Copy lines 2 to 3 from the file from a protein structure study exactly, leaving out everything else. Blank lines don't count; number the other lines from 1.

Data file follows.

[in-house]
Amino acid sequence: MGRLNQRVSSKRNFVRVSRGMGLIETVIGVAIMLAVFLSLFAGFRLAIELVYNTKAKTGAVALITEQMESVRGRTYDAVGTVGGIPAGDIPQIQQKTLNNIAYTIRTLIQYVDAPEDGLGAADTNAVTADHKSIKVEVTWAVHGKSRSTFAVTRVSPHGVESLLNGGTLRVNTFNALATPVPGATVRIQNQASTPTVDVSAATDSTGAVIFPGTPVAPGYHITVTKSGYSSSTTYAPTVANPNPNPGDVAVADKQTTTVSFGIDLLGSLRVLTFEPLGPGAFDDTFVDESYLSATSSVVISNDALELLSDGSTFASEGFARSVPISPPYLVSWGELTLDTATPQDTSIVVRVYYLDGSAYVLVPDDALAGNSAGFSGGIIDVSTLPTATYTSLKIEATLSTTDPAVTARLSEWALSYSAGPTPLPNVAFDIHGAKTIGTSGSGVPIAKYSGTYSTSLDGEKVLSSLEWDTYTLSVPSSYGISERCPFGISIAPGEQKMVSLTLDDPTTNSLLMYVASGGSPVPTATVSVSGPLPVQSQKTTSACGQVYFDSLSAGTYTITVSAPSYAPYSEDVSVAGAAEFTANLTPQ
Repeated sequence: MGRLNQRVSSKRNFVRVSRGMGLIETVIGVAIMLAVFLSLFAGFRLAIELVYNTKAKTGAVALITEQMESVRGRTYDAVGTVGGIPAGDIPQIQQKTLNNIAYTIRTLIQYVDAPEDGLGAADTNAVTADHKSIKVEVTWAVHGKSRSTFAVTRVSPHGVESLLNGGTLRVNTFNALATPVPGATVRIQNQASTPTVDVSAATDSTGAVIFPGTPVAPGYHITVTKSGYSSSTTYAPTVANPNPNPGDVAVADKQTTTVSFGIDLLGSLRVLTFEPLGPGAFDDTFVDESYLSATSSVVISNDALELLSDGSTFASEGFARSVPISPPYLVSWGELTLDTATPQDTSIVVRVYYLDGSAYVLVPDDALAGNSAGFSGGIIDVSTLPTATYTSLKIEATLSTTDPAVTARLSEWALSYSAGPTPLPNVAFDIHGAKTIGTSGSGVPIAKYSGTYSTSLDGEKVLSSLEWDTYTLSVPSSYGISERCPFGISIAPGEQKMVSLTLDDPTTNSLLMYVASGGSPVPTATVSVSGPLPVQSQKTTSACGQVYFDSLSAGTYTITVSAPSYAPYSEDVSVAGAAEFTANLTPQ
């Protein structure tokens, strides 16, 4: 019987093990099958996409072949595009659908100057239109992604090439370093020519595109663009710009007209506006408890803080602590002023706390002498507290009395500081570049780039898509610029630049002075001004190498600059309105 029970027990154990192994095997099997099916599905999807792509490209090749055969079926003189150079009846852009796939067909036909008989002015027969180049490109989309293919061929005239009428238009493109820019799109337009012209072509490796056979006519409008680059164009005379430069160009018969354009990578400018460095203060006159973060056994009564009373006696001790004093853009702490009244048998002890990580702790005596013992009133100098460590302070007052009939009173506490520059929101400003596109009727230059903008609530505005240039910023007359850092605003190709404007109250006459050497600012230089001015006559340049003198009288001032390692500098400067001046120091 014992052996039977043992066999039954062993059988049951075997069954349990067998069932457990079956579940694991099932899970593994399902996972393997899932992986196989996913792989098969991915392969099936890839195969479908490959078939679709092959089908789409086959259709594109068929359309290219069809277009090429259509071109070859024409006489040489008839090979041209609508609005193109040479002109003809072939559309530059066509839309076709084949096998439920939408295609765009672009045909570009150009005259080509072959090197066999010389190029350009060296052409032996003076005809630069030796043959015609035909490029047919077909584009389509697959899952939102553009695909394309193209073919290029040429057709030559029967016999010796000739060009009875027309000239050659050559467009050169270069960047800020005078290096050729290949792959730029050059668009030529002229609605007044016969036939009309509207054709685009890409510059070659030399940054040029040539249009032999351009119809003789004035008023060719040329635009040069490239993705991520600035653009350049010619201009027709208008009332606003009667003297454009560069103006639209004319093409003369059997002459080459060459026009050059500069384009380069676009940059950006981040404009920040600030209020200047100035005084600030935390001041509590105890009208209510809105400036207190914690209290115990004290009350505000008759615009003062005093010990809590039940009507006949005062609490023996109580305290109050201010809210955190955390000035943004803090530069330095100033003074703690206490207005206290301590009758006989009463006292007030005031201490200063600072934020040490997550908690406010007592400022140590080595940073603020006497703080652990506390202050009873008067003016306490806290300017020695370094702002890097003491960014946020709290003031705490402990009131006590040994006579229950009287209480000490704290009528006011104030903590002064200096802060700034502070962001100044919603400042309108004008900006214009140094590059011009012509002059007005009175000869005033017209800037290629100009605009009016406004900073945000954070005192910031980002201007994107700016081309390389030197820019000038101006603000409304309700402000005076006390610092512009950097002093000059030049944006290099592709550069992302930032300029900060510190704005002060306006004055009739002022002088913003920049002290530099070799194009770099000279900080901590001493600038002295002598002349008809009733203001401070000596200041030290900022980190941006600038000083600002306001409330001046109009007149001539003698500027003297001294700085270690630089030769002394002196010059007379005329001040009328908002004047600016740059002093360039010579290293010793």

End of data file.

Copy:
Amino acid sequence: MGRLNQRVSSKRNFVRVSRGMGLIETVIGVAIMLAVFLSLFAGFRLAIELVYNTKAKTGAVALITEQMESVRGRTYDAVGTVGGIPAGDIPQIQQKTLNNIAYTIRTLIQYVDAPEDGLGAADTNAVTADHKSIKVEVTWAVHGKSRSTFAVTRVSPHGVESLLNGGTLRVNTFNALATPVPGATVRIQNQASTPTVDVSAATDSTGAVIFPGTPVAPGYHITVTKSGYSSSTTYAPTVANPNPNPGDVAVADKQTTTVSFGIDLLGSLRVLTFEPLGPGAFDDTFVDESYLSATSSVVISNDALELLSDGSTFASEGFARSVPISPPYLVSWGELTLDTATPQDTSIVVRVYYLDGSAYVLVPDDALAGNSAGFSGGIIDVSTLPTATYTSLKIEATLSTTDPAVTARLSEWALSYSAGPTPLPNVAFDIHGAKTIGTSGSGVPIAKYSGTYSTSLDGEKVLSSLEWDTYTLSVPSSYGISERCPFGISIAPGEQKMVSLTLDDPTTNSLLMYVASGGSPVPTATVSVSGPLPVQSQKTTSACGQVYFDSLSAGTYTITVSAPSYAPYSEDVSVAGAAEFTANLTPQ
Repeated sequence: MGRLNQRVSSKRNFVRVSRGMGLIETVIGVAIMLAVFLSLFAGFRLAIELVYNTKAKTGAVALITEQMESVRGRTYDAVGTVGGIPAGDIPQIQQKTLNNIAYTIRTLIQYVDAPEDGLGAADTNAVTADHKSIKVEVTWAVHGKSRSTFAVTRVSPHGVESLLNGGTLRVNTFNALATPVPGATVRIQNQASTPTVDVSAATDSTGAVIFPGTPVAPGYHITVTKSGYSSSTTYAPTVANPNPNPGDVAVADKQTTTVSFGIDLLGSLRVLTFEPLGPGAFDDTFVDESYLSATSSVVISNDALELLSDGSTFASEGFARSVPISPPYLVSWGELTLDTATPQDTSIVVRVYYLDGSAYVLVPDDALAGNSAGFSGGIIDVSTLPTATYTSLKIEATLSTTDPAVTARLSEWALSYSAGPTPLPNVAFDIHGAKTIGTSGSGVPIAKYSGTYSTSLDGEKVLSSLEWDTYTLSVPSSYGISERCPFGISIAPGEQKMVSLTLDDPTTNSLLMYVASGGSPVPTATVSVSGPLPVQSQKTTSACGQVYFDSLSAGTYTITVSAPSYAPYSEDVSVAGAAEFTANLTPQ